Jan. 6 Defendant Released From Prison By DC Judge

A Jan. 6 defendant who entered U.S. Capitol on Jan. 6, 2021, will be released early from prison by order of the Supreme Court, according to The National Pulse.

Kevin Seefried of Laurel, Deleware, was granted early release after the Supreme Court decided to take up a relevant appeal. Seefried was to serve a three-year prison term for “obstruction of an official proceeding,” and another year and a half on misdemeanor charges.

Hundreds of other Capitol Hill protesters charged with obstruction by the federal government could be impacted by the Supreme Court decision, according to The Washington Times.

Seefried’s felony conviction stemmed from the same charge hundreds of other Jan. 6 defendants were hit with. The Supreme Court has decided to review the appeal next month.

On Tuesday, Trump appointee U.S. District Judge Trevor McFadden said that Seefried could be released on May 31 as the Supreme Court reviews his felony charge. The judge reasoned that the end of May was enough to satisfy Seefried’s sentence for the misdemeanor charges.

May 31 will be the one-year anniversary of Seefried’s incarceration.

“The riot on January 6th was the culmination of a unique — indeed, never-before-seen — confluence of events,” the judge wrote.

“The Government provides the Court no evidence suggesting that any of the events that led to that riot are reasonably likely to recur. Nor does it point to any evidence that Seefried would participate in another riot if they did,” the judge continued.

Contrary to McFadden’s characterization of Jan. 6 as a riot, the left desperately clings to the idea that what happened on that day was an “insurrection.” The differences between them are as plain as night and day.

The government argued against Seefried being released pending the high court’s upcoming case by whipping up the fear the election year could encourage the same “political maelstrom” seen on Jan. 6.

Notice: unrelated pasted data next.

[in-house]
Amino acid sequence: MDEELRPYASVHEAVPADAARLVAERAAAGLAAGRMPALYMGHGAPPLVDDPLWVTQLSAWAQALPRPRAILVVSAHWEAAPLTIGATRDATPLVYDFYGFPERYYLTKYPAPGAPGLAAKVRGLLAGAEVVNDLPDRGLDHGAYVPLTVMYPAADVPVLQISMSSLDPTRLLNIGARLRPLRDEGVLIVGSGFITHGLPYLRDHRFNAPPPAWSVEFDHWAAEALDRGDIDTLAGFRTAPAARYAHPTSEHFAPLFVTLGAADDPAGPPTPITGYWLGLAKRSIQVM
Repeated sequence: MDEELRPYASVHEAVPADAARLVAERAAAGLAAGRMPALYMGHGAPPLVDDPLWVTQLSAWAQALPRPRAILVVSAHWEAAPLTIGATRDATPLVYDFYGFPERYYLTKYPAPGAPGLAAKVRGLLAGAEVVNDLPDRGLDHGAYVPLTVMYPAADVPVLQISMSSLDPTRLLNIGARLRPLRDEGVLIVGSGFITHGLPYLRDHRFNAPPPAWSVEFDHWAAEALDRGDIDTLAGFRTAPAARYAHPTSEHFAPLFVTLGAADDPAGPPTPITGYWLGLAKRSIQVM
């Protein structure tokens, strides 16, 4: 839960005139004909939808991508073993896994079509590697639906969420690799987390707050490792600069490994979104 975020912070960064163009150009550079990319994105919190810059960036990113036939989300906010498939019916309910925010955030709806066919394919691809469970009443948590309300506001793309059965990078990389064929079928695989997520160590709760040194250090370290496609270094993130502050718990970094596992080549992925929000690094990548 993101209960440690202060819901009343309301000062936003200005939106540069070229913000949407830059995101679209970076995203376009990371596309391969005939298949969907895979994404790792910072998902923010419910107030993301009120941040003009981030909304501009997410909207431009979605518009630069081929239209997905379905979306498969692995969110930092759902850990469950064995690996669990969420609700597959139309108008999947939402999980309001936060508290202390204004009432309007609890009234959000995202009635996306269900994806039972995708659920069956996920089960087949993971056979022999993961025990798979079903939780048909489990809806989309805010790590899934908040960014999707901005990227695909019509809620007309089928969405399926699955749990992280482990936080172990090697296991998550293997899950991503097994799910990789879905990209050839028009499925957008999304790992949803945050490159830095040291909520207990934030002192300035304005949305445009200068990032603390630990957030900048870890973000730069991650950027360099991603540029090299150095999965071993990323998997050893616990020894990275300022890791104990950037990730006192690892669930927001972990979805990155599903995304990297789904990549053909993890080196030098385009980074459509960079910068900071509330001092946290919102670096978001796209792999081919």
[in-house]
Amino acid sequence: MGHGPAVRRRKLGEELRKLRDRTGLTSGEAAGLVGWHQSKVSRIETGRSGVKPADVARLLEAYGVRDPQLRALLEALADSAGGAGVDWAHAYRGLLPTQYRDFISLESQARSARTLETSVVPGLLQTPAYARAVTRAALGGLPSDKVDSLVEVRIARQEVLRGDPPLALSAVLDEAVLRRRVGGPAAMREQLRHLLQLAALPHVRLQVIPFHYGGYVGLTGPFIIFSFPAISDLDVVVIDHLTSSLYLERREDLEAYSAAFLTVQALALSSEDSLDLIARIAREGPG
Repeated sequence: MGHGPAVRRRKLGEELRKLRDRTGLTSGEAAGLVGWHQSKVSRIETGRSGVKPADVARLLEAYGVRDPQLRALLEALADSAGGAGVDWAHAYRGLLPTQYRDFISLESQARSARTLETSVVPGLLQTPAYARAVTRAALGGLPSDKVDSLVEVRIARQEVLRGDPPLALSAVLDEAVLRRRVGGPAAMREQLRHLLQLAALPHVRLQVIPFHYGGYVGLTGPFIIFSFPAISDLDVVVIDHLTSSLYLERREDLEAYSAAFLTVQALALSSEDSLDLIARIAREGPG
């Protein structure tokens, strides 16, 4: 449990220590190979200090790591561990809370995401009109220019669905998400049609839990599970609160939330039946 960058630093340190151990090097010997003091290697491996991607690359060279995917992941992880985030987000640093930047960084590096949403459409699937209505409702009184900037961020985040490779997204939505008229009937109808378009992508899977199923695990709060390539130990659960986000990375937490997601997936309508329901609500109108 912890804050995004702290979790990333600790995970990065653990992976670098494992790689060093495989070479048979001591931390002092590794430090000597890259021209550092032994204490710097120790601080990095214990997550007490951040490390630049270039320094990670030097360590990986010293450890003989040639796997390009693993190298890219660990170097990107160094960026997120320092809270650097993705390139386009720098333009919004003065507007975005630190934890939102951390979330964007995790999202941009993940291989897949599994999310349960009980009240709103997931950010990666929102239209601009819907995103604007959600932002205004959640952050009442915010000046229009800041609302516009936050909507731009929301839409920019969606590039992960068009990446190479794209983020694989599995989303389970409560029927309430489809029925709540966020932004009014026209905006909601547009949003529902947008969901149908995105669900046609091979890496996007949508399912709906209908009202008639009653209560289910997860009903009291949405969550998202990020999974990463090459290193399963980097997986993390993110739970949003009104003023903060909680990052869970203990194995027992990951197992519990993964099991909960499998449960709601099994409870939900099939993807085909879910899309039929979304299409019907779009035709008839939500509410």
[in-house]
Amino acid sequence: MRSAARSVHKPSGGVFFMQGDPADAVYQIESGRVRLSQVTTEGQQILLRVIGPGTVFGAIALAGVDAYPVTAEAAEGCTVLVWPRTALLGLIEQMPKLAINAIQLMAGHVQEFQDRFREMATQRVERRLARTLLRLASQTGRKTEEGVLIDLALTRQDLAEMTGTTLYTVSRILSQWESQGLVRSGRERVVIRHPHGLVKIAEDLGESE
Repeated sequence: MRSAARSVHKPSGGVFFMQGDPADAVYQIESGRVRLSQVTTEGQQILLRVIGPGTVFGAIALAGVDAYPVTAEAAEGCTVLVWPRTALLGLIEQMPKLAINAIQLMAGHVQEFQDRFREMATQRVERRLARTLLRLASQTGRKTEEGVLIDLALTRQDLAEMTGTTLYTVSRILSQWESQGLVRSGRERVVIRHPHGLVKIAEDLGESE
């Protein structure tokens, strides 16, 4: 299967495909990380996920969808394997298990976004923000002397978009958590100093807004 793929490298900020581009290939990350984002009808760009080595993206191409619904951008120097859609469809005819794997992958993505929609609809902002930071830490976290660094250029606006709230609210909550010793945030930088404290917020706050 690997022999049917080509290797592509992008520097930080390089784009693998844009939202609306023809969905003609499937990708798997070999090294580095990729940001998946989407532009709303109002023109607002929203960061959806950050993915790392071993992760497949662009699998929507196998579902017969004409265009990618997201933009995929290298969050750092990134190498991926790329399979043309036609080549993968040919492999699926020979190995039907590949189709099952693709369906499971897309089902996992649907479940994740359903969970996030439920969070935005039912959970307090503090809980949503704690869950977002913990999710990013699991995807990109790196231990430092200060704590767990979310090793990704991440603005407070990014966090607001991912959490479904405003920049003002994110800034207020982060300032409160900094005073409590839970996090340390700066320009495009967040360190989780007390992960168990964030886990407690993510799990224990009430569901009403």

Seefried was one of the first protesters to enter the Capitol on Jan. 6. Court documents indicate this was “something that did not happen even during the Civil War.” Seefried then “used the flag to strike at a black police officer before chasing him through the building.”

The obstruction charge Seefried is dealing with is also at the center of the Supreme-Court-approved case Fischer v. United States. The Fischer case challenges the unique manner the Department of Justice has used the obstruction charge to prosecute Jan 6 protestors.

The DOJ has argued the Jan. 6 riot amounted to obstruction of an official proceeding.

However, relevant laws passed in the wake of the Enron energy scandal were not intended to target protestors but people who doctor and destroy documents.

If Fischer succeeds at the Supreme Court, many protestors tried on obstruction of an official proceeding charges could be freed.

That’s not all. The “conspiracy to obstruct an official proceeding” and “obstruction of and attempt to obstruct an official proceeding” charges are among those special Counsel Jack Smith has leveled against Donald Trump.

A Fischer success could cut Smith’s case against Trump “in half,” according to the Pulse.

Jan. 6 prosecutions are accelerating rather than decelerating over time. Prosecutors are targeting people for minor offenses such as those thrown at MAGA influencer Isabella DeLuca. Deluca allegedly committed the crime of touching a table that was later passed out of a broken window.

The left is desperate and it shows.